You will have seen reports in the media about the closure of private schools across the Punjab on Tuesday and Wednesday (8-9 March, 2016) to protest against The Punjab Private Educational institutions (Promotional and Regulation) Amendment Bill 2015 that has very serious repercussions for the future of education in the Punjab.
We deeply regret the impact that this will have on the children in our schools. Private schools have arrived at this very difficult decision not out of choice but because the constraints imposed upon us by this law will ultimately result in a steep decline in the quality of education that we provide.
The law takes the focus away from the real crisis which is the substandard quality of education provided by the government sector and instead punishes the private sector for the government’s lapses and shortcomings. It is the constitutional obligation of the state to provide education to all children and it is our desire that every child in the country gets the very best education. The confidence of the parents in the private sector has led to over 60% of school going children in the Punjab being enrolled in private schools, of one kind or another. Private schools, provide a wide range in both fee and facilities and therefore offer a choice to parents.
The provision of quality education comes at a cost anywhere in the world. It requires an investment in human resources, like academic and management staff, which is the backbone of all institutions. It requires investing in training the staff and paying them well thus attracting the best minds to the profession. It also requires a constant upgrading of facilities, including innovative and modern methods of teaching. This explains why even premier not-for-profit institutions charge a high fee. The reason why you choose a particular school for your child is because you feel it offers the best within your range of affordability.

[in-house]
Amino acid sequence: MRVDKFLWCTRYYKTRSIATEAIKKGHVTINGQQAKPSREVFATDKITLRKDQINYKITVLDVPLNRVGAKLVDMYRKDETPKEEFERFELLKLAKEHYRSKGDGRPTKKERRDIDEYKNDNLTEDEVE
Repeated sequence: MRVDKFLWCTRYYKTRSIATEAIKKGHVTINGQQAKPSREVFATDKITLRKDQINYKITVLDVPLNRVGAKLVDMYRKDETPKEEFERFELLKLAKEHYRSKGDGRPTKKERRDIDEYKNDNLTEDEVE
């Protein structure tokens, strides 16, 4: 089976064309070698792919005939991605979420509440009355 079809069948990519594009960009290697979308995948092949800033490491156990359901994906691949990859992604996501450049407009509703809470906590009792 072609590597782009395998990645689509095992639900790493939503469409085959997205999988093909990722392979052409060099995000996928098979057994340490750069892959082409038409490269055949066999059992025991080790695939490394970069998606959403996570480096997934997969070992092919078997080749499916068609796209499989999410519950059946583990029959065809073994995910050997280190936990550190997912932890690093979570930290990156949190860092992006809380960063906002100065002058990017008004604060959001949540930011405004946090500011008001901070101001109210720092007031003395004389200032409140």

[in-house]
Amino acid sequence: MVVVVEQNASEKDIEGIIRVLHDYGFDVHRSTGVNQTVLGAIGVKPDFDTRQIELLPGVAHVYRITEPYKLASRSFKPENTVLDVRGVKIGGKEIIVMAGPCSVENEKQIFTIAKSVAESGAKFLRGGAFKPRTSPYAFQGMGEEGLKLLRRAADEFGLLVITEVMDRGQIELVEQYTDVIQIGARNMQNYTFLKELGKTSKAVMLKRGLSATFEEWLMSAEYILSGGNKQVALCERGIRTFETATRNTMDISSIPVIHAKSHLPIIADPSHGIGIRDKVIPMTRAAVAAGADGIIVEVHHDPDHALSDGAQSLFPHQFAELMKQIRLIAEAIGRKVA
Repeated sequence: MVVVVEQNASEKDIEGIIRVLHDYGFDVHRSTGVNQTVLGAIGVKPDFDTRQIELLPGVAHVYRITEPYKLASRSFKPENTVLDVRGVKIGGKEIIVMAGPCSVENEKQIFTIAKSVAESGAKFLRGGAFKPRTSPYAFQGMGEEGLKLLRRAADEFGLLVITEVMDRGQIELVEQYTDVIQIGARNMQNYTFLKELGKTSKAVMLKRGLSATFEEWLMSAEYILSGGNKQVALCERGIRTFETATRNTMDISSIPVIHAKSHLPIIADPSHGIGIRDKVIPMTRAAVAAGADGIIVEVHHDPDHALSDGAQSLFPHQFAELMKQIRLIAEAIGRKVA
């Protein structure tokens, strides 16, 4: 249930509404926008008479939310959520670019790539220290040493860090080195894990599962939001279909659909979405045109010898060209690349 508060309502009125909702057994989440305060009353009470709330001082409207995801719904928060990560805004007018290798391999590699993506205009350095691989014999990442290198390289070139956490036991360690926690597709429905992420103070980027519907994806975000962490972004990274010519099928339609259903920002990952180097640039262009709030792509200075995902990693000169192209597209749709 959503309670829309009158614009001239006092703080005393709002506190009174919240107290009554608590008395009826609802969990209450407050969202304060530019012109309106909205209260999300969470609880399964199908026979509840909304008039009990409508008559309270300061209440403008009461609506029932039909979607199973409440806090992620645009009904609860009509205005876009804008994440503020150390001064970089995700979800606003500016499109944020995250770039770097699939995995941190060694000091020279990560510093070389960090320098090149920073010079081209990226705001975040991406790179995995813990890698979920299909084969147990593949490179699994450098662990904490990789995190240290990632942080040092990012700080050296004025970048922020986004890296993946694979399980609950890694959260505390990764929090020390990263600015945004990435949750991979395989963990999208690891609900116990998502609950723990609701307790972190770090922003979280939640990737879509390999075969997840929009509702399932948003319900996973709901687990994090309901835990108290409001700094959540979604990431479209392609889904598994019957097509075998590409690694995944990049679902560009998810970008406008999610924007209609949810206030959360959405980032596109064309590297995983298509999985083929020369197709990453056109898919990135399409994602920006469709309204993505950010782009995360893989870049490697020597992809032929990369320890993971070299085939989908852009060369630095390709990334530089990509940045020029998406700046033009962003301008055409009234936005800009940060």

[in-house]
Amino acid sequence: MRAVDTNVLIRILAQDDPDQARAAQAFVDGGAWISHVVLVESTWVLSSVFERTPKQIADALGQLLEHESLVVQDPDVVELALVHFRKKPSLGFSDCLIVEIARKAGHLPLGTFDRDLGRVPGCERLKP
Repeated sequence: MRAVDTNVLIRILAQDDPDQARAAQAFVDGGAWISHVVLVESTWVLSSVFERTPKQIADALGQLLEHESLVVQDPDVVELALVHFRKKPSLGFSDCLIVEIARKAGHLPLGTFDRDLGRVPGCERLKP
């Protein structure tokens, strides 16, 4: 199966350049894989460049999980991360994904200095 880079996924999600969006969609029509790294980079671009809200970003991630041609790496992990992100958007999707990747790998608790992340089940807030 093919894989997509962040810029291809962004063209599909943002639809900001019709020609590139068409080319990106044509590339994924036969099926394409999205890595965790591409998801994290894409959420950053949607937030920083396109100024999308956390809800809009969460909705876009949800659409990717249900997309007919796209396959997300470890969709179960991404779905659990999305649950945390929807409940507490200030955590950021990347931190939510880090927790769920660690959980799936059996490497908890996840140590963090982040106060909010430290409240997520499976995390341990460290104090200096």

All private schools are required to be registered under the Punjab Private Educational Institutions (Promotional and Registration) Ordinance, 1984 and are subject to regular inspection and regulation. They are not the recipients of any government grants. They also pay countless different taxes, rentals that go up by 18%-20% per year on average, and commercial rates for electricity and other essentials. They invest in generators, air conditioners, well stocked laboratories, libraries and other facilities. Reputable private schools have spent huge sums on security without charging students, while it is the responsibility of the state to provide security. They do so because as concerned citizens they feel responsible for those in their care.
A maximum of 5% annual increase is proposed in the bill and that too after crossing serious bureaucratic hurdles, with no guarantee of even the five percent being granted. This is nowhere enough to sustain, leave alone enhance and upgrade existing facilities. As a consequence private schools would be constrained to cut down on professional development programmes, increase class size, eliminate financial support and scholarships offered to a very large number of deserving students, limit the number of subject choices and cut back on sports and co-curricular activities.
It has been our endeavour to keep the parent body apprised of developments regarding matters pertaining to the school. In return we would appreciate it if parents were to support us in our efforts to constantly improve the quality of the services provided by us.
A member of Pakistan Education Council